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Whitman, Walt (1819-1892)

Essayist, Journalist, Poet

Born on Long Island and raised in Brooklyn, Walt Whitman spent his childhood and early adulthood amid the sights and sounds of New York City and its environs. As a young man Whitman worked as a journeyman printer for several New York newspapers, before ultimately becoming a journalist and editor in his own right. Before committing himself to poetry, Whitman also worked intermittently as a schoolteacher, a carpenter, and a writer of sensational prose fiction. In 1855, Whitman self-published Leaves of Grass, the book of poems that defined his career as a poet; he hoped that Leaves of Grass would take the literary world by storm. While there was a flurry of attention that surrounded the initial publication of his book--including positive appraisals by such luminaries as Ralph Waldo Emerson and Charles Eliot Norton--Whitman did not achieve the immediate fame that he had hoped for. When he released a second and expanded edition of Leaves of Grass the following year that similarly did not catapult him to immediate literary stardom, he withdrew from the public eye for a number of years before releasing the third edition of Leaves of Grass in 1860.

It is during this period of Whitman's life that he began frequenting Pfaff's bar and fraternizing with bohemians such as Henry Clapp, George Arnold, and Ada Clare. If the literary mainstream failed to recognize Whitman's genius, the Pfaff's bohemians made up for that lack tenfold. In the pages of the Saturday Press Whitman was lionized as "The New Nebuchadnezzar" of American poetry (May 26, 1860) and made the focus of more media attention than any other writer mentioned in the Press. This critical appraisal from the bohemian group wasn't unanimous, however. Reminiscing about his time at Pfaff's, artist Elihu Vedder recalls that it was, "[t]here I saw Walt Whitman; he had not become famous yet, and I then regarded many of the Boys as his superiors, as they did themselves" (Digressions 226). Moreover, Thomas Gunn, an occasional visitor to Pfaff's, noted that Whitman had somewhat of a reputation for being miserly among the Bohemians as he was "voted mean as he never stands drinks or pays for his own if it's possible to avoid it" (vol. 13, 121).

In one of his many accounts of the time he spent at Pfaff's Whitman said, "I used to go to Pfaff's nearly every night. . . after taking a bath and finishing the work of the day. When it began to grow dark, Pfaff would politely invite everybody who happened to be sitting in the cave he had under the sidewalk to some other part of the restaurant. There was a long table extending the length of this cave; and as soon as the Bohemians put in an appearance, Henry Clapp would take a seat at the head of the table. I think there was as good talk around that table as took place anywhere in the world. Clapp was a very witty man" ("A Visit to Walt Whitman" 10).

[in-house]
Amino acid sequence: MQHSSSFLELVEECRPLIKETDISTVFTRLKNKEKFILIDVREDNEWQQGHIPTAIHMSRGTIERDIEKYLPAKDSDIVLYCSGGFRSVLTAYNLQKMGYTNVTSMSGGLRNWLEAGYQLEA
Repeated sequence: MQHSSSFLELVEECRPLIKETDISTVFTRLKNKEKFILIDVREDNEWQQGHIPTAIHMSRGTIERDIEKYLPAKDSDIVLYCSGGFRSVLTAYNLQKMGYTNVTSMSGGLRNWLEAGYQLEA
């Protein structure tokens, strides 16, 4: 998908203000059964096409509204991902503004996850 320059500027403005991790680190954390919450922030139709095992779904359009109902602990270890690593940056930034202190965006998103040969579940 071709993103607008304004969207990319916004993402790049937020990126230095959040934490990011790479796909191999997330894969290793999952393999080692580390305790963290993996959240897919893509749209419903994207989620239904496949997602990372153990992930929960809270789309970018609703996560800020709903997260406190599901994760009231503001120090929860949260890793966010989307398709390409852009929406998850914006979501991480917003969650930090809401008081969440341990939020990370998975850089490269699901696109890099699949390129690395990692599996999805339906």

According to A. L. Rawson, "Walt Whitman was a caller [at Pfaff's] before and after the war, and no one was ever welcomed more heartily. Clapp once said: 'Here we have the poet of two hemispheres--for his humanity is too big for one'; and another time: 'Walt, your barbaric yawps have become musical in six languages'; and again 'Come, Whitman, you savage, open a page of nature for us'; and the poet would talk--oh, so earnestly and well! It was the general conviction of the coterie that Whitman had torn off the conventional gewgaws from human nature and glorified man. Whitman was impulsive and prompt in his kindness. He one day met an outcast young woman far down Broadway and walked with her all the long way up to Forty-second Street to commend her to Ada Clare's good graces, on the idea that she was the friend and patron of all sorts of misfortunes" (106).

Whitman, like several other bohemians, experimented with the boundaries of human sexuality while at Pfaff's. As Ed Folsom and Ken Price write in their biography of Whitman, "It was at Pfaff's, too, that Whitman joined the 'Fred Gray Association,' a loose confederation of young men who seemed anxious to explore new possibilities of male-male affection" (Re-Scripting 62).

Whitman left New York and Pfaff's in 1862 to work in the hospitals of the Union Army in Washington, D.C., during the U.S. Civil War. He lived in Washington in the years following the War and eventually settled across the river from Philadelphia in Camden, New Jersey, where he spent his twilight years receiving visits from fans and admirers of his poetry. On an August day in 1881, however, Whitman returned to Pfaff's--now relocated uptown on twenty-fourth street--to visit with Charles Pfaff and reminisce about the bohemian days. When Whitman arrived at Pfaff's he said that the proprietor "quickly appear'd on the scene to welcome me and bring up the news, and, first opening a big fat bottle of the best wine in the cellar, talk about ante-bellum times, '59 and '60, and the jovial suppers at his then Broadway place, near Bleecker Street" (Specimen Days and Collect 188).